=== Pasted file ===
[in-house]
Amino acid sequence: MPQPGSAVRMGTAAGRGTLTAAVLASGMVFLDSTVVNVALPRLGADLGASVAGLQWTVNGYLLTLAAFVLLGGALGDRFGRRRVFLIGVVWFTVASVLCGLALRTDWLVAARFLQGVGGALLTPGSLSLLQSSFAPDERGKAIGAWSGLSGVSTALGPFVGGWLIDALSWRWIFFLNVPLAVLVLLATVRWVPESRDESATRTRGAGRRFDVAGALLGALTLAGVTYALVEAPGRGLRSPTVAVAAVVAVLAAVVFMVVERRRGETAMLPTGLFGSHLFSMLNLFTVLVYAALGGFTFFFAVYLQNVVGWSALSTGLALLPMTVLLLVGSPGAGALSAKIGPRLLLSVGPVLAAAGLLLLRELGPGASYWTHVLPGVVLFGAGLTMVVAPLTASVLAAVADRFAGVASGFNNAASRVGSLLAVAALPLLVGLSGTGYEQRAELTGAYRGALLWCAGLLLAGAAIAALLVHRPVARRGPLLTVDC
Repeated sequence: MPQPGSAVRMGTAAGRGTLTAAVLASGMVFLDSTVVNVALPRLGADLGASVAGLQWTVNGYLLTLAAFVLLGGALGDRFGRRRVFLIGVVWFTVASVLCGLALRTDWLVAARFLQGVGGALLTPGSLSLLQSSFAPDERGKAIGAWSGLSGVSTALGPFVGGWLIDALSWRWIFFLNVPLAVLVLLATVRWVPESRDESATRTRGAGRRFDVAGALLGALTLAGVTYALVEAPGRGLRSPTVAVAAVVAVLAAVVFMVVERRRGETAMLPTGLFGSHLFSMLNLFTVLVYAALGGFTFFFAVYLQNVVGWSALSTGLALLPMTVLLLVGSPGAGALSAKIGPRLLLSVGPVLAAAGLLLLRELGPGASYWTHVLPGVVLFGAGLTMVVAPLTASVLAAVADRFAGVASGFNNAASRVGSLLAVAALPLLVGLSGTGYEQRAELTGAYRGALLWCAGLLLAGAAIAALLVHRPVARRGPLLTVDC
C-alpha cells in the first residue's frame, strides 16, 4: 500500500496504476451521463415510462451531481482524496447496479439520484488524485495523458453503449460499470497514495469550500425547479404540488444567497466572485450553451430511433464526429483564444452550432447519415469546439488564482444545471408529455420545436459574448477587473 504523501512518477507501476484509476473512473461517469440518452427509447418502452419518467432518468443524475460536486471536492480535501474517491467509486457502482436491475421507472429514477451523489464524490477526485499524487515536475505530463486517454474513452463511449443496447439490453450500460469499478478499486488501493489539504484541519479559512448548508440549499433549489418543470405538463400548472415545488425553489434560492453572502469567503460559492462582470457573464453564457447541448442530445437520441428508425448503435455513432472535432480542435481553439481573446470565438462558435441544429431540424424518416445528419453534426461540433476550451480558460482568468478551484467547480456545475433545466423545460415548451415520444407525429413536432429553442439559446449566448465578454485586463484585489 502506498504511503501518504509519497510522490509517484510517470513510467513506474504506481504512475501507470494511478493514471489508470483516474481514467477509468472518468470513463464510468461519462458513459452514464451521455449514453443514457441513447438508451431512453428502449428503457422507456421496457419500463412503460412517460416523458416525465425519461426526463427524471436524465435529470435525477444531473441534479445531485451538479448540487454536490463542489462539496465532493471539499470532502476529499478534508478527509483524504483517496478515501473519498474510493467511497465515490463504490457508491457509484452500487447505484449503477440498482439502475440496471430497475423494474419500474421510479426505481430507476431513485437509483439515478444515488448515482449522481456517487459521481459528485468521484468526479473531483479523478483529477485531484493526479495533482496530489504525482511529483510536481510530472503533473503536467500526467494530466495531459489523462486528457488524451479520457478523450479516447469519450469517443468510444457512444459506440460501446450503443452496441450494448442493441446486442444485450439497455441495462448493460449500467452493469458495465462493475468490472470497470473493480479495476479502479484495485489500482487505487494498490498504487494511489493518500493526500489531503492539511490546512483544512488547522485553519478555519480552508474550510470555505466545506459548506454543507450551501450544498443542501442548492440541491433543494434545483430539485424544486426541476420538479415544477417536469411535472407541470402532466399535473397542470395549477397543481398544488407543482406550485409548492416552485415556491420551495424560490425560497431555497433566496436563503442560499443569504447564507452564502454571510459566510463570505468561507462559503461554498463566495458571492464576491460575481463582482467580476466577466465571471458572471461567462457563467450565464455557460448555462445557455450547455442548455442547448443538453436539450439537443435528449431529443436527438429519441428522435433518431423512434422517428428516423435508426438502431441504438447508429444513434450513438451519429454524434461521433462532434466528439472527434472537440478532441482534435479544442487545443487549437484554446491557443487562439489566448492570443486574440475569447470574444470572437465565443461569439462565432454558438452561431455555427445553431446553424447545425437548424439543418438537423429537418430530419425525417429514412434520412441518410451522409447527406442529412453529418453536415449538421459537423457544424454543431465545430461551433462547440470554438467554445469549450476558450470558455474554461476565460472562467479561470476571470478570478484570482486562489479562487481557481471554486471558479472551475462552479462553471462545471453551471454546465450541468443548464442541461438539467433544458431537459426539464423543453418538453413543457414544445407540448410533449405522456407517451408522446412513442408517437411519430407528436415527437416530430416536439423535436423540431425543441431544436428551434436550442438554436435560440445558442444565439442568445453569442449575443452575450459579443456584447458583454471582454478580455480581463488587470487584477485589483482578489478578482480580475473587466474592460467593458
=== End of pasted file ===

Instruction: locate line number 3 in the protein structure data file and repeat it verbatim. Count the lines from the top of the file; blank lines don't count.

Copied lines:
Repeated sequence: MPQPGSAVRMGTAAGRGTLTAAVLASGMVFLDSTVVNVALPRLGADLGASVAGLQWTVNGYLLTLAAFVLLGGALGDRFGRRRVFLIGVVWFTVASVLCGLALRTDWLVAARFLQGVGGALLTPGSLSLLQSSFAPDERGKAIGAWSGLSGVSTALGPFVGGWLIDALSWRWIFFLNVPLAVLVLLATVRWVPESRDESATRTRGAGRRFDVAGALLGALTLAGVTYALVEAPGRGLRSPTVAVAAVVAVLAAVVFMVVERRRGETAMLPTGLFGSHLFSMLNLFTVLVYAALGGFTFFFAVYLQNVVGWSALSTGLALLPMTVLLLVGSPGAGALSAKIGPRLLLSVGPVLAAAGLLLLRELGPGASYWTHVLPGVVLFGAGLTMVVAPLTASVLAAVADRFAGVASGFNNAASRVGSLLAVAALPLLVGLSGTGYEQRAELTGAYRGALLWCAGLLLAGAAIAALLVHRPVARRGPLLTVDC